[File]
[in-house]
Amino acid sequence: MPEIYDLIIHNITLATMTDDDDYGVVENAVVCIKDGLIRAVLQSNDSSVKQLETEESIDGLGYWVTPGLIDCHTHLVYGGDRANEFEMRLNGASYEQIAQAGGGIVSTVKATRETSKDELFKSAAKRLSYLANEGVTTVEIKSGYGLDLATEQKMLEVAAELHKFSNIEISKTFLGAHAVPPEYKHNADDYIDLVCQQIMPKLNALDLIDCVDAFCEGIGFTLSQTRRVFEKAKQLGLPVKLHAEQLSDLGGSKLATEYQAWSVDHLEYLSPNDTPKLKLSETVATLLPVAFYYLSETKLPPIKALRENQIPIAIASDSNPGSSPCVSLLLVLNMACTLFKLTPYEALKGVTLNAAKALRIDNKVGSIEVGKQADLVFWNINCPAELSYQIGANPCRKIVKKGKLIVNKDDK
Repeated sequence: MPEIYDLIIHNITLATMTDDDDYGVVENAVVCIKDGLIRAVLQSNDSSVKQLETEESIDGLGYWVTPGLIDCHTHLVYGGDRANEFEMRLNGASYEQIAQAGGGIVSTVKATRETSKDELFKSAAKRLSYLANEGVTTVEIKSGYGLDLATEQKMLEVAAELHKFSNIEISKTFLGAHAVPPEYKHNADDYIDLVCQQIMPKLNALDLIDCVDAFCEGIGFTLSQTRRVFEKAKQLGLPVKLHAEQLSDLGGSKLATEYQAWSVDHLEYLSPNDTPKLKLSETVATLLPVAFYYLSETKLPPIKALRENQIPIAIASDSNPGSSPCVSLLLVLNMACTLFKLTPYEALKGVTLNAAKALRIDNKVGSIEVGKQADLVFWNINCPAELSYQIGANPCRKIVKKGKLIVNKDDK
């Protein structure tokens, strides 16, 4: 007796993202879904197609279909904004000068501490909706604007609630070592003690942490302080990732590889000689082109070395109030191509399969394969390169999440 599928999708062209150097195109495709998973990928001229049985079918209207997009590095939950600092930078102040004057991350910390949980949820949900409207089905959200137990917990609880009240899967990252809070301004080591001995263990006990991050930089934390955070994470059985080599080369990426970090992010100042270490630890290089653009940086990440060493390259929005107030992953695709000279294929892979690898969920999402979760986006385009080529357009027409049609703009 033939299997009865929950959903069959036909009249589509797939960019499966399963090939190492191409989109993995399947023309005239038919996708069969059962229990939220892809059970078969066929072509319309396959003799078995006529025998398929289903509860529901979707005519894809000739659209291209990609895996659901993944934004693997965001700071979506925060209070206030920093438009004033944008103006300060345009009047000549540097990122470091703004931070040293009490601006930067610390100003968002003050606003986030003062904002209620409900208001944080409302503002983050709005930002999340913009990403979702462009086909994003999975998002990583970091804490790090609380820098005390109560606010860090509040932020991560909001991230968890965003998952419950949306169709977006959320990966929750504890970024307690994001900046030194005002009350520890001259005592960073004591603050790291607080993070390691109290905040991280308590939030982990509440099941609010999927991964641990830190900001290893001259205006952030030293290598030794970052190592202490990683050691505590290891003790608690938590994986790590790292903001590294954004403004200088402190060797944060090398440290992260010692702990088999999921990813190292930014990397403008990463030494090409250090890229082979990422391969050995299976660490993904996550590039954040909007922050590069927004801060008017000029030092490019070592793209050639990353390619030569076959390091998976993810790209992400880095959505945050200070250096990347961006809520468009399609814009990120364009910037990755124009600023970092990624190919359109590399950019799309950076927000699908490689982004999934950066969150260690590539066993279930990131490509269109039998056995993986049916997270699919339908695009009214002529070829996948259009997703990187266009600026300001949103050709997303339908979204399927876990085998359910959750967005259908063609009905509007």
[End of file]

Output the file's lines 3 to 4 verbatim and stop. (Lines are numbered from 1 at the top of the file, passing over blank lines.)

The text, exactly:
Repeated sequence: MPEIYDLIIHNITLATMTDDDDYGVVENAVVCIKDGLIRAVLQSNDSSVKQLETEESIDGLGYWVTPGLIDCHTHLVYGGDRANEFEMRLNGASYEQIAQAGGGIVSTVKATRETSKDELFKSAAKRLSYLANEGVTTVEIKSGYGLDLATEQKMLEVAAELHKFSNIEISKTFLGAHAVPPEYKHNADDYIDLVCQQIMPKLNALDLIDCVDAFCEGIGFTLSQTRRVFEKAKQLGLPVKLHAEQLSDLGGSKLATEYQAWSVDHLEYLSPNDTPKLKLSETVATLLPVAFYYLSETKLPPIKALRENQIPIAIASDSNPGSSPCVSLLLVLNMACTLFKLTPYEALKGVTLNAAKALRIDNKVGSIEVGKQADLVFWNINCPAELSYQIGANPCRKIVKKGKLIVNKDDK
């Protein structure tokens, strides 16, 4: 007796993202879904197609279909904004000068501490909706604007609630070592003690942490302080990732590889000689082109070395109030191509399969394969390169999440 599928999708062209150097195109495709998973990928001229049985079918209207997009590095939950600092930078102040004057991350910390949980949820949900409207089905959200137990917990609880009240899967990252809070301004080591001995263990006990991050930089934390955070994470059985080599080369990426970090992010100042270490630890290089653009940086990440060493390259929005107030992953695709000279294929892979690898969920999402979760986006385009080529357009027409049609703009 033939299997009865929950959903069959036909009249589509797939960019499966399963090939190492191409989109993995399947023309005239038919996708069969059962229990939220892809059970078969066929072509319309396959003799078995006529025998398929289903509860529901979707005519894809000739659209291209990609895996659901993944934004693997965001700071979506925060209070206030920093438009004033944008103006300060345009009047000549540097990122470091703004931070040293009490601006930067610390100003968002003050606003986030003062904002209620409900208001944080409302503002983050709005930002999340913009990403979702462009086909994003999975998002990583970091804490790090609380820098005390109560606010860090509040932020991560909001991230968890965003998952419950949306169709977006959320990966929750504890970024307690994001900046030194005002009350520890001259005592960073004591603050790291607080993070390691109290905040991280308590939030982990509440099941609010999927991964641990830190900001290893001259205006952030030293290598030794970052190592202490990683050691505590290891003790608690938590994986790590790292903001590294954004403004200088402190060797944060090398440290992260010692702990088999999921990813190292930014990397403008990463030494090409250090890229082979990422391969050995299976660490993904996550590039954040909007922050590069927004801060008017000029030092490019070592793209050639990353390619030569076959390091998976993810790209992400880095959505945050200070250096990347961006809520468009399609814009990120364009910037990755124009600023970092990624190919359109590399950019799309950076927000699908490689982004999934950066969150260690590539066993279930990131490509269109039998056995993986049916997270699919339908695009009214002529070829996948259009997703990187266009600026300001949103050709997303339908979204399927876990085998359910959750967005259908063609009905509007």